Amy Lee Croft is recovering from a transplant of blood stem cells after being diagnosed with leukemia.
A dozen small paper faucets, a gift from five Japanese students, sat down in a bowl on a coffee table in Amy Lee Croft's house.
With Croft, 32, recovering from a stem cell transplant at the Vancouver hospital, her mother asked strangers to help her make 1000 original cranes to encourage her daughter during the Christmas season.
Croft was diagnosed with acute lymphoblastic leukemia in Victoria-General Hospital on March 9th. She was transferred to VGH to start chemotherapy two hours later.
"It was really hard," says her mother Alison Lockhart, who falls apart in tears.
Croft has been in hospital for more than a month since he was diagnosed. She's been in the hospital ever since. She and her husband Joshua have hired an apartment near VGH.
On November 7, Croft underwent transplantation of blood stem cells after three radiation cycles. Now she has to remain isolated in her hospital until her immune system begins to recover. He's probably in the hospital for Christmas.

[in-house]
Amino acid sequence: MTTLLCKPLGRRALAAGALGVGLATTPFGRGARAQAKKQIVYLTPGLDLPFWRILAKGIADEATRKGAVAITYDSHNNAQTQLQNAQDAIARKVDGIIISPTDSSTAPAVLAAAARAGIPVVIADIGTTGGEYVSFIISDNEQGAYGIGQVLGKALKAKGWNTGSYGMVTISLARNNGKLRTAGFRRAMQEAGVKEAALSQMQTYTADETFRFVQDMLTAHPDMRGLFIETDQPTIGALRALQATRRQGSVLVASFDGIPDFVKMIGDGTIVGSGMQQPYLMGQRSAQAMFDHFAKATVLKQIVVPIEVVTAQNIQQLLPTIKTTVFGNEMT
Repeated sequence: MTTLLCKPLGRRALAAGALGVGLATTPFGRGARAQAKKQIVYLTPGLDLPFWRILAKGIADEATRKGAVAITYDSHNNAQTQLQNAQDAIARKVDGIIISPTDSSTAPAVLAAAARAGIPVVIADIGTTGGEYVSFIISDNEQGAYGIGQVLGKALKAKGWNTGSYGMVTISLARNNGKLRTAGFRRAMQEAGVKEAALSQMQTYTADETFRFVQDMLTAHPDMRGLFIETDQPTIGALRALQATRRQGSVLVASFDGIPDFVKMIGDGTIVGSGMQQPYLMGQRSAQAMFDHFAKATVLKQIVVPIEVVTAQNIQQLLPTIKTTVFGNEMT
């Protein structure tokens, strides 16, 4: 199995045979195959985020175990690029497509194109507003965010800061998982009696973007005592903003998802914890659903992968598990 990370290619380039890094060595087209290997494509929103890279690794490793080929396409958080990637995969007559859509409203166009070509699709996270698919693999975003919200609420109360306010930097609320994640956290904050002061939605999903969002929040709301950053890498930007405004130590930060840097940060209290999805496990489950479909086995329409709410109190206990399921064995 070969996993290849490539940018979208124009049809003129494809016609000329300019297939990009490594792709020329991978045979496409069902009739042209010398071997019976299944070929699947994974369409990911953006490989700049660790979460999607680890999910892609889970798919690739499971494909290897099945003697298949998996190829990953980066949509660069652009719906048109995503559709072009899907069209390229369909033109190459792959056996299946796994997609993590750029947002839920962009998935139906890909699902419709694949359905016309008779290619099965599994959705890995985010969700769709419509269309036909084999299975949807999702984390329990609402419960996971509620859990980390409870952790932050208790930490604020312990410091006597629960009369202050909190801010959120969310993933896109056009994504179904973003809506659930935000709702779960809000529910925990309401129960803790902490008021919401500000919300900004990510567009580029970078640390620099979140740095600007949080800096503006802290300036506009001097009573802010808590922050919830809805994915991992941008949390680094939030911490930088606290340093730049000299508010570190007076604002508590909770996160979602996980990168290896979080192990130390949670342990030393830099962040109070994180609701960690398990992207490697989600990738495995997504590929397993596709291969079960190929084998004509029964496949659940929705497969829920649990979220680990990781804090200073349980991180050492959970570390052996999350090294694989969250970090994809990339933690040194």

A few weeks ago Lockhart attended a meeting with a group of friends she met during an exchange with Japan when she was just 16 years old. The event forced her to recall the original cranes she received as a gift while studying abroad.
"A group of five Japanese elementary school students presented me with 1000 jet stones, loaded with thread," she said.
Since then, it has been valuable to paper birds. When the thread breaks, she puts them in a large bowl on the table.
Traditionally, it was believed that if someone folded 1000 paper cups, their desire would come true. Birds became a symbol of hope and healing after a Japanese girl, Sadako Sasaki, began to fold cranes after the leukemia collapsed after Hiroshima's A-bombing during the Second World War. As it happens, Sasaki died before finishing the taps, but her friends finished the project to remember their memory.
Lockhart set up a Facebook fundraiser called 1000 origami cranes for Amy Lee. Donations will help her daughter spend while she continues treatment in Vancouver. She asks anyone who donates a message that she can transcribe on the original paper and then quit. So far she has gathered 89.
"I'm telling Amy that you're going to live at the age of 90, and you'll sit on your patio in a rocking chair," she said.
She is also of the opinion to become a donor of blood stem cells by registering in Canadian blood services.